2.2. Chemical synthesis
The goal of chemical synthesis should be to produce a fully characterized CLA com-
position with maximal biological activity. Accordingly, laboratory methods have been
developed to convert linoleic acid into CLA consisting mainly of the cis-9,trans-11 and trans-
10,cis-12 isomers. For example, CLA that we typically produce for experimental purposes
consists of the cis-9,trans-11 (40.8-41.1%),trans-10,cis-12 (43.5–44.9%), and trans-9,trans-11/
trans-10,trans-12 (4.6–10%) isomers [1,3,27]. It should be noted that some commercial CLA
preparations contain additional isomers with conjugated double bonds at the 8,10 or 11,13
positions . Reaney et al.  reviewed the literature on commercial production of CLA,
including discussion of reaction processes (raw materials, solvents, catalysts, reaction
vessels), reaction kinetics with regard to positional isomers, and product quality. There is
a considerable and growing body of knowledge on this topic which we will not further
review here, but rather refer readers to the CLA internet site listed above for additional
3. Physiological effects
Numerous seemingly beneficial physiological effects have been attributed to CLA including
inhibiting chemically induced carcinogenesis in several rodent models [8,29–31], enhancing the
immune response while reducing the catabolic effects of immune stimulation in rodents and
chickens [32,33], reducing atherosclerosis in rabbits  and hamsters , enhancing growth of
rats  and pigs , reducing body fat gain in mice [27,38–42], rats [43,44], hamsters , pigs
[46,47], dogs , and humans [49–51].
Most of these reports involved administering mixtures of CLA isomers that contained
mostly cis-9,trans-11 and trans-10,cis-12 CLA in approximately equal amounts, with other CLA
isomers at considerably lower levels [1,3,27]. However, it bears repeating that some commercial
CLA preparations contain additional isomers with conjugated double bonds at the 8,10 or 11,13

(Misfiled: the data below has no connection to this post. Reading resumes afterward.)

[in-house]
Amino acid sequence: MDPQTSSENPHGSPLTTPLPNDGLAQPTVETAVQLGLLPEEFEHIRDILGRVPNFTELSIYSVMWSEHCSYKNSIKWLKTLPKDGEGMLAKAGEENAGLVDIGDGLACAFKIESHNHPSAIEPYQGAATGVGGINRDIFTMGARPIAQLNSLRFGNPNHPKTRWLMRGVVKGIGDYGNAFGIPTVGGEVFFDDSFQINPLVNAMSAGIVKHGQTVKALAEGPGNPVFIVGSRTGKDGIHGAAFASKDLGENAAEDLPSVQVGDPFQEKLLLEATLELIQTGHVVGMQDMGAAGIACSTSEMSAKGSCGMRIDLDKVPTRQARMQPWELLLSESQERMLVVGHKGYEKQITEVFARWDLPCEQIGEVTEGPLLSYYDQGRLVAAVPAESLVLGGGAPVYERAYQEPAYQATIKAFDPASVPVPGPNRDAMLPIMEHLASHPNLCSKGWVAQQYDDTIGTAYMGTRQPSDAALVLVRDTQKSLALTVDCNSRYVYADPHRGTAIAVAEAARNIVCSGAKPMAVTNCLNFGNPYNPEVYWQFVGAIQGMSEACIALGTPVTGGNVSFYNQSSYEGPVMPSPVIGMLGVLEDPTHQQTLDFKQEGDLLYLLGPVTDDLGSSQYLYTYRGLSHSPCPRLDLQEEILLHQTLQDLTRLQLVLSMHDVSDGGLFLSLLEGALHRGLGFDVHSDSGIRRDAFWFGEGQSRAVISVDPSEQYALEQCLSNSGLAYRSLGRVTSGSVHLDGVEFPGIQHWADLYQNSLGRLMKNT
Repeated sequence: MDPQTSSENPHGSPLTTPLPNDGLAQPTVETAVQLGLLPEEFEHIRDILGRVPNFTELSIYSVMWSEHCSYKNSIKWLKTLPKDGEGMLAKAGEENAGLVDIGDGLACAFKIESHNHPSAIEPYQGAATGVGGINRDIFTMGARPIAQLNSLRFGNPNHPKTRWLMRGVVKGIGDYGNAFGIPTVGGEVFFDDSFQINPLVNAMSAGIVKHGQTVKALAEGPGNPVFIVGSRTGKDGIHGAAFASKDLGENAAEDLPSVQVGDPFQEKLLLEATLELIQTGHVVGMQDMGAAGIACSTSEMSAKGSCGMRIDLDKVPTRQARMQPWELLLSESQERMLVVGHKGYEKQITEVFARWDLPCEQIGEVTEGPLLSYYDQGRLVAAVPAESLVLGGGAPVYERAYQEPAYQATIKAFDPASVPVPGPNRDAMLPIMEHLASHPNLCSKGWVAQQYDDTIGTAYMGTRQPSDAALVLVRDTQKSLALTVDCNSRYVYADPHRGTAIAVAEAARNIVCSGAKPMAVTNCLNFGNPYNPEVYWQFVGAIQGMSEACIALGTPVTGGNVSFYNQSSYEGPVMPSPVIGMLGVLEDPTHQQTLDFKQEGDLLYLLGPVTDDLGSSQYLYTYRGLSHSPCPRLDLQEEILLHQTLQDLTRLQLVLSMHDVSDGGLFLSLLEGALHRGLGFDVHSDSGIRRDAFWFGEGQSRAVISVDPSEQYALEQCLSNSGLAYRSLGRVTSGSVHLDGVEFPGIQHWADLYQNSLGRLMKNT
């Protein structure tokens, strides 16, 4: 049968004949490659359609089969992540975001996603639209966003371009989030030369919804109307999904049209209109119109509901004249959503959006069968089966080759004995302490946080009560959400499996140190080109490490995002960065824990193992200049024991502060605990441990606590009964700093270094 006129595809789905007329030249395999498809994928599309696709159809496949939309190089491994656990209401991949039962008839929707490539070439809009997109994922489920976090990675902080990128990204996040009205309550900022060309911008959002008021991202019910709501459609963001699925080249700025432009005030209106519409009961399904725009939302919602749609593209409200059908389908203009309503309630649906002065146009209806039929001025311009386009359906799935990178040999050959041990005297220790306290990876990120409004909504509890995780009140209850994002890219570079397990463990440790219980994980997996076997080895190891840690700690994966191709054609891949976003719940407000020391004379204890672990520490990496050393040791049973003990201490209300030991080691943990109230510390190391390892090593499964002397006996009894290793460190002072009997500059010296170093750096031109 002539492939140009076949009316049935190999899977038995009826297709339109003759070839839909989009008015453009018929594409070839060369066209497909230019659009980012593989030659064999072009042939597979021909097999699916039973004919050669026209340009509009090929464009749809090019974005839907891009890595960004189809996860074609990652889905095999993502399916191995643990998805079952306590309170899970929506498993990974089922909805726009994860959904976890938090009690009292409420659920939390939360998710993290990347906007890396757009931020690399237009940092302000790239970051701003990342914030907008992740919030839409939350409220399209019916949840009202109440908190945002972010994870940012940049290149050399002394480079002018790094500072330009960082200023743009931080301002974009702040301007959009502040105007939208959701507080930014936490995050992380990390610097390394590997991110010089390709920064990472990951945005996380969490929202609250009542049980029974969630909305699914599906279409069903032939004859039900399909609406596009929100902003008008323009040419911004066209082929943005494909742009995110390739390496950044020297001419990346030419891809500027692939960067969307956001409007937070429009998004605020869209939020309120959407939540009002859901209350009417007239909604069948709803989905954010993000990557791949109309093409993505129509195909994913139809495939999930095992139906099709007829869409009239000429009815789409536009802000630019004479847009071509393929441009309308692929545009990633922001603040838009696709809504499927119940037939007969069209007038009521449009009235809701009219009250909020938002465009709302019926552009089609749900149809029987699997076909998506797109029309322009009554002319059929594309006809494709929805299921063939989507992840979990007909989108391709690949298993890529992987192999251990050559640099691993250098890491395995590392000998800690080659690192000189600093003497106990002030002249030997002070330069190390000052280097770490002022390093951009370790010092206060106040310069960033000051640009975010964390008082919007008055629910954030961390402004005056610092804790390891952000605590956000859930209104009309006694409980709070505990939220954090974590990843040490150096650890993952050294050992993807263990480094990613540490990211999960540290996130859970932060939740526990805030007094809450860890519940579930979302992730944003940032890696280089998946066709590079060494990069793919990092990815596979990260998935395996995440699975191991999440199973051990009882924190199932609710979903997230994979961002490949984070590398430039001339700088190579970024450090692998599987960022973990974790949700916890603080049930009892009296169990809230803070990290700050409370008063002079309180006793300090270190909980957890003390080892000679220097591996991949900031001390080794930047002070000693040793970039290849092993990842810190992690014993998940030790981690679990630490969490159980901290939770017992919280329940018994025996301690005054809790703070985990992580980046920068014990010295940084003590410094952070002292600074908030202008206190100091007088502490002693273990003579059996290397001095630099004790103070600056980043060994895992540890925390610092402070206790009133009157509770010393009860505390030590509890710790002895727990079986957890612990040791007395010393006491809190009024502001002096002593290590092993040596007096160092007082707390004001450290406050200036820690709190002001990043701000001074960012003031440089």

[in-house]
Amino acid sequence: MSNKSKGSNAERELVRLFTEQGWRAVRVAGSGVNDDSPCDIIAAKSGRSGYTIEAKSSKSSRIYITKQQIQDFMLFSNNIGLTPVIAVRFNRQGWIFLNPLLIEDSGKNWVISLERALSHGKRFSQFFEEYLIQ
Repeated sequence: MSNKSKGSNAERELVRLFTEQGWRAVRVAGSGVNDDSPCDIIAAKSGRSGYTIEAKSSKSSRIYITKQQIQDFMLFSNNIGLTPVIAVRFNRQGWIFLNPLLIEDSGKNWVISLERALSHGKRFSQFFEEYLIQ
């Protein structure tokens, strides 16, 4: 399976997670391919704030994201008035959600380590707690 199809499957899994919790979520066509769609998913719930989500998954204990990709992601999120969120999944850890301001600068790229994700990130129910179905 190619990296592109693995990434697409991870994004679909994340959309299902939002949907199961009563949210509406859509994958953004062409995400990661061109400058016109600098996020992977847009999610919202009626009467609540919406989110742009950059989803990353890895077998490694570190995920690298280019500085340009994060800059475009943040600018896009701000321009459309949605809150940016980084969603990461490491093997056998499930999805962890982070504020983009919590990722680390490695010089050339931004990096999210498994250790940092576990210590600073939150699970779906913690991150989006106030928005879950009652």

positions . The use of such CLA preparations in biological studies will complicate data
Emerging evidence indicates that the numerous biological effects of CLA are due to the sepa-
rate actions of the cis-9,trans-11 and trans-10,cis-12 isomers . It is also likely that some effects
are induced and/or enhanced by these isomers acting synergistically.
M.W. Pariza et al./Progress in Lipid Research 40 (2001) 283–298287
3.1. Body composition
The induction of changes in body composition is currently the most thoroughly studied of the
reported physiological effects of CLA.
Park et al.  were the first to report that dietary CLA could alter body composition. Control
diet or diet containing 0.5% CLA (cis-9,trans-11 and trans-10,cis-12 isomers in approximately a
50:50 ratio) were fed to weanling male or 6-week-old female mice for 4–5 weeks. At completion of
the study the CLA-fed animals displayed significantly reduced body fat coupled with enhanced
lean body mass relative to controls; however, the magnitude of the reduction in body fat relative
to controls was considerably greater than the magnitude of the enhancement in whole body pro-
tein. In addition the rate-limiting enzyme in beta-oxidation, carnitine palmitoyltransferase (CPT)
activity, was enhanced in skeletal muscle of CLA-fed animals.
In related in vitro experiments  it was observed that adding CLA to the media of 3T3-L1
adipocytes (at levels found in the blood of rats fed 0.5% CLA) significantly reduced lipoprotein
lipase (LPL) activity, which would in turn reduce fatty acid uptake. CLA-treatment also
enhanced the release of fatty acids from these cells into the media. This latter observation was
interpreted as indicating that CLA may enhance lipolysis, but more recent findings indicate that
this is instead a nonspecific phenomenon in 3T3-L1 adipocytes that is also produced by fatty
acids that have no effect on body composition in vivo [39, unpublished results].
Currently available in vivo and complementary in vitro findings pertaining to the effects of
CLA on body composition [27,38–57] should be considered in light of the interplay between
adipocytes (the principal site of fat storage) and skeletal muscle cells (the principal site of fat
3.1.1. Effects on adipocytes
A model for the effects of CLA on adipocytes is shown in Fig. 2. It appears conclusive
that trans-10,cis-12 CLA is the isomer that induces body composition change [39,45]. The
Fig. 2. A model for the effects of trans-10,cis-12 CLA on adipocytes and preadipocytes. For adipocytes, supporting
data are from studies with several species; for preadipocytes, supporting data are from studies with mice. See text for
288M.W. Pariza et al./Progress in Lipid Research 40 (2001) 283–298
preponderance of evidence indicates that this is due in part to a reduction in lipid uptake by
adipocytes [27,39,43,51,53,56,57]. The reduction in fatty acid uptake by adipocytes, in turn,
appears to be due to effects of CLA on SCD [52–55] and LPL [27,39] activities.
The mechanism whereby trans-10,cis-12 CLA reduces SCD activity appears to be two-pronged
in that both the expression [52,53] and enzymatic activity [54,55] of SCD are inhibited by trans-
10,cis-12 CLA. (However our latest data indicate that this two-pronged effect may not operate in
all species — Ntambi et al., unpublished). At present the data are insufficient to construct a model